This article was published in The 30 Second Wine Advisor on Friday, Oct. 17, 2008 and can be found at http://www.wineloverspage.com/wineadvisor2/tswa20081017.php.
Wine and hard times
Your 401(k) is a mere shadow of its former self. Your house is now officially worth less than you still owe on it, and so is your car. And you're not absolutely certain that when you go down to your bank in the morning, you won't find that someone has put a padlock on the door.
When hard times come knocking on the door, what in the heck are we going to do about a necessary luxury like wine?
For purposes of this discussion, let's assume that our economic straits aren't so dire that we'll be forced to give up wine entirely or even to drinking anonymous wines in jug or box.
But even slightly desperate times call for serious measures, so today let's take look at a few strategies that may help keep a fine-wine hobby comfortably fed even when we're watching our wallets more closely than ever.
To me the approach seems obvious: In our strategy as wine consumers for the duration, buy affordably but buy smart.
This counsel may seem similar to the stock market wisdom, "Buy low, sell high" as advice that's easy to give but difficult to work out in the real world. But not so fast! Here are a few specific tips that may help.
Keep an eye out for sales. Many wine shops, including our friends at Wine Library in New Jersey (see sponsor information below), are famous for offering special wines at marked-down prices, and advertise these sales widely in local media and online.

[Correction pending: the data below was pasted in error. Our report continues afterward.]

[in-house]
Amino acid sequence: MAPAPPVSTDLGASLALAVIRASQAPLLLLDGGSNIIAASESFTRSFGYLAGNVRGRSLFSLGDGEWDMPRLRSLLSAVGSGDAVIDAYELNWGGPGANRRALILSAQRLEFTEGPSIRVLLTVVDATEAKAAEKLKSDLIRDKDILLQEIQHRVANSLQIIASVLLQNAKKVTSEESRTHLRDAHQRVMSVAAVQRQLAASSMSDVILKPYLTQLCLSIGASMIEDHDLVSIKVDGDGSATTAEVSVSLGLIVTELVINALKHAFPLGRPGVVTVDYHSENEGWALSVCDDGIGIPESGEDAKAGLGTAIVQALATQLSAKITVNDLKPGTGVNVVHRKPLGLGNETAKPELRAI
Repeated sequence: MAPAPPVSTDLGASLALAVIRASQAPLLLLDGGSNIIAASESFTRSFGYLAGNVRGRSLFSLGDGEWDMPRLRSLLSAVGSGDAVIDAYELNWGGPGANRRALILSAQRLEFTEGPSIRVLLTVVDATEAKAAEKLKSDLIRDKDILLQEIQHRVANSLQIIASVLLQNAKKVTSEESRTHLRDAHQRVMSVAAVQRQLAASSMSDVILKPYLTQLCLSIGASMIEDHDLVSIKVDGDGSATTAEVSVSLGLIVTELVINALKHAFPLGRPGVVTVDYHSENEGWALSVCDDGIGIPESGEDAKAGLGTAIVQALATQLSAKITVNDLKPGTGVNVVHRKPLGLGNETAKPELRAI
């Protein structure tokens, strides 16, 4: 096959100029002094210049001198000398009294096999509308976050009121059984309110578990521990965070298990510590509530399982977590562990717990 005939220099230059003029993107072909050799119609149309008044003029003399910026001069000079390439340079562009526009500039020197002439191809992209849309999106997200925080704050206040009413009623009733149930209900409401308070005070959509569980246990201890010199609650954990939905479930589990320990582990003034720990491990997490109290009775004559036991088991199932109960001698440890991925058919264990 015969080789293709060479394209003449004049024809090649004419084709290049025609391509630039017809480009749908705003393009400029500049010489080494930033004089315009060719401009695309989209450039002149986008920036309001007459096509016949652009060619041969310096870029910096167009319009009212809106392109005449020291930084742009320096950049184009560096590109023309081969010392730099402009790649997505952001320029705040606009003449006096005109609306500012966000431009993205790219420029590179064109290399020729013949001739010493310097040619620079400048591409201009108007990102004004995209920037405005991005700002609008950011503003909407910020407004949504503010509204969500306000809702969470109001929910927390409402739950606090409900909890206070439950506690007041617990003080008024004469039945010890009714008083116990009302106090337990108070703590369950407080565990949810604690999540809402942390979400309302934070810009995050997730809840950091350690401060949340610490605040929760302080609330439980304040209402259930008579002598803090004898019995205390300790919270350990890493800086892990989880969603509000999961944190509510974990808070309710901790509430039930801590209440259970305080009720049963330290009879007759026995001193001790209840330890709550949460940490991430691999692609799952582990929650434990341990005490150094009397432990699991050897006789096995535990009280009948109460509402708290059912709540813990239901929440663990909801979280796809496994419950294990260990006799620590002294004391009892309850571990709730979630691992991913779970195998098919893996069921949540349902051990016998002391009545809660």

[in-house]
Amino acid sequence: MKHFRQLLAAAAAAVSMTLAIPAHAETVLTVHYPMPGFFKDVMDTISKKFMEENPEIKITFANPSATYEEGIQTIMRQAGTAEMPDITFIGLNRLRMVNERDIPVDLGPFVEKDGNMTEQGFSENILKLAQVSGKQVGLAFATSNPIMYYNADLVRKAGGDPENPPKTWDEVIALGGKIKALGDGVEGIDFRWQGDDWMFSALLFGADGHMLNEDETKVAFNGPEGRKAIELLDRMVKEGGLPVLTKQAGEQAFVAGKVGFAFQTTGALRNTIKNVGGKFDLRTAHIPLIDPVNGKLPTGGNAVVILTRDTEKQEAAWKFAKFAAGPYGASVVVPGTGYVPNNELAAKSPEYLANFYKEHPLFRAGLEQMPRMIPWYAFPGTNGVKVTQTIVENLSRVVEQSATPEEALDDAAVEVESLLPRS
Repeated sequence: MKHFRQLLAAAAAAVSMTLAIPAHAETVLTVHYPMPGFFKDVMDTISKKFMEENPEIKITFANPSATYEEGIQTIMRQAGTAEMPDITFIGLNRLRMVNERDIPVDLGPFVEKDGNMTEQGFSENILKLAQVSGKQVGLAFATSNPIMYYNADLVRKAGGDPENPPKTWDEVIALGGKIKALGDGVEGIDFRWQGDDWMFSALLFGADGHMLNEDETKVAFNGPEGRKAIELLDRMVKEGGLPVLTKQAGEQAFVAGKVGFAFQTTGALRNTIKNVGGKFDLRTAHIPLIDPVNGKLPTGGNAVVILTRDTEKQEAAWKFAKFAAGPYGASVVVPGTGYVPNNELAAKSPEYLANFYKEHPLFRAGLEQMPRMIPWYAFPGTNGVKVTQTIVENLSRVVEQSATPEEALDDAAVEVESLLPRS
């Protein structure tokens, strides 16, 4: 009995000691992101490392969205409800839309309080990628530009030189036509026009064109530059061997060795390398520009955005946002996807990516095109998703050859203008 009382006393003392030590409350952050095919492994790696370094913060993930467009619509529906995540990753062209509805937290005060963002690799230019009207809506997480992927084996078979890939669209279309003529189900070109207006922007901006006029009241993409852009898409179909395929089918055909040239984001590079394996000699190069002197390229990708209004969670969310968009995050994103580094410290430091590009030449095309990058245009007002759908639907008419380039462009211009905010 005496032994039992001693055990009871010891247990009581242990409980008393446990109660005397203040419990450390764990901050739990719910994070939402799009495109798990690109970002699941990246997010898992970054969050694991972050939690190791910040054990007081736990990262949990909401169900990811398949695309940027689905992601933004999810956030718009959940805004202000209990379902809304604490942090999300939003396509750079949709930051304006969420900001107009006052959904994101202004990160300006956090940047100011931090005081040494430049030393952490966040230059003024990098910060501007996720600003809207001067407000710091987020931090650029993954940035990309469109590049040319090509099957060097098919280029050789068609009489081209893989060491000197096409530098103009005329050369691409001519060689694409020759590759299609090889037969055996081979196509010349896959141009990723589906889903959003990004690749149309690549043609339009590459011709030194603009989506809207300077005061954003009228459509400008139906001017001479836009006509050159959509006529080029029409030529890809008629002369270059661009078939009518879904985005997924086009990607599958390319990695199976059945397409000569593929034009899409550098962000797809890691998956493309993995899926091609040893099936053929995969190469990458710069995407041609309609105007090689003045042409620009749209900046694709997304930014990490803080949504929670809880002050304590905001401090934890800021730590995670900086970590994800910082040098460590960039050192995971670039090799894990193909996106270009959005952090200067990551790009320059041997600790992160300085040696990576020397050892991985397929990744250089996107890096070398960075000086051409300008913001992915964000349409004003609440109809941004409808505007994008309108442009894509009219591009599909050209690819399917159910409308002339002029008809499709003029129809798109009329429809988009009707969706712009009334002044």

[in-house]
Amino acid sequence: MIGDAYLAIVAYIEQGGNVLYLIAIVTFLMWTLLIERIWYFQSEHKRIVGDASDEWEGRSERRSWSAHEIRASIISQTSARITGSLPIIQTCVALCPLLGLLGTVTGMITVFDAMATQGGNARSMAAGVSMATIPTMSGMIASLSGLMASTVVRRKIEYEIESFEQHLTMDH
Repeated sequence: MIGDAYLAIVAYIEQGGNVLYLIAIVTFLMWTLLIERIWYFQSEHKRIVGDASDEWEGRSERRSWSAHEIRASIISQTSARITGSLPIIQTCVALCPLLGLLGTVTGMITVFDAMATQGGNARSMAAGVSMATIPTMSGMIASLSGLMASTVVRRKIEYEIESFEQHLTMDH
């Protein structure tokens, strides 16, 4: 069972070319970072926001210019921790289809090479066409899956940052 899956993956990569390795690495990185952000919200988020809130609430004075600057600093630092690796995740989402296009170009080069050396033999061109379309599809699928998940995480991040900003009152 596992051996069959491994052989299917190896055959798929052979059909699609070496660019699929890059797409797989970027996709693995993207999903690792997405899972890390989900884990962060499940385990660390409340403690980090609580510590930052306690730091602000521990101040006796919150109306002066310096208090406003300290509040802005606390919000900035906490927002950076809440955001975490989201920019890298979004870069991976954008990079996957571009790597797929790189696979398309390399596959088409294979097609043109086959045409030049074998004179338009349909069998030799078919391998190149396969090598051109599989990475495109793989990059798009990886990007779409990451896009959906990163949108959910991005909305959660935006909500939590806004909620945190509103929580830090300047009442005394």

Try for a discount. In most states where the laws allow, you can qualify for a discount if you buy a 12-bottle case, and many shops will extend this discount for a "mixed" case of different bottles. Some shops discount for six bottles or even extend a discount to regular customers buying less. Sometimes buying more costs less, and by stocking your home wine rack, you can save a pre-dinner trip to the store.
Mine the in-store specials. Wine shops typically offer special deals in displays at the end of display rows or in separate boxes and baskets. These markdowns may occur for a variety of reasons, but most often reflect either a large buy at a low price or, possibly, the merchant's desire to get rid of an oversupply of older stock. Use common sense here - Tired 2-year-old Beaujolais Nouveau isn't much of a deal - but choose trustworthy merchants and you won't have to fear being taken advantage of.
Speaking of trustworthy wine shops ... Whether you're new to wine or an old pro, it's hard to have a better friend in your quest for value than the kind of wine-shop proprietor who loves wine, knows wine, and understands that the best way to build long-term customer loyalty is to offer sound, honest advice even when the result is a low-end sale. Once you've established a good relationship with a trusted merchant, you can feel comfortable about asking for a good, cheap wine and not being sent home with a bottle of turpentine.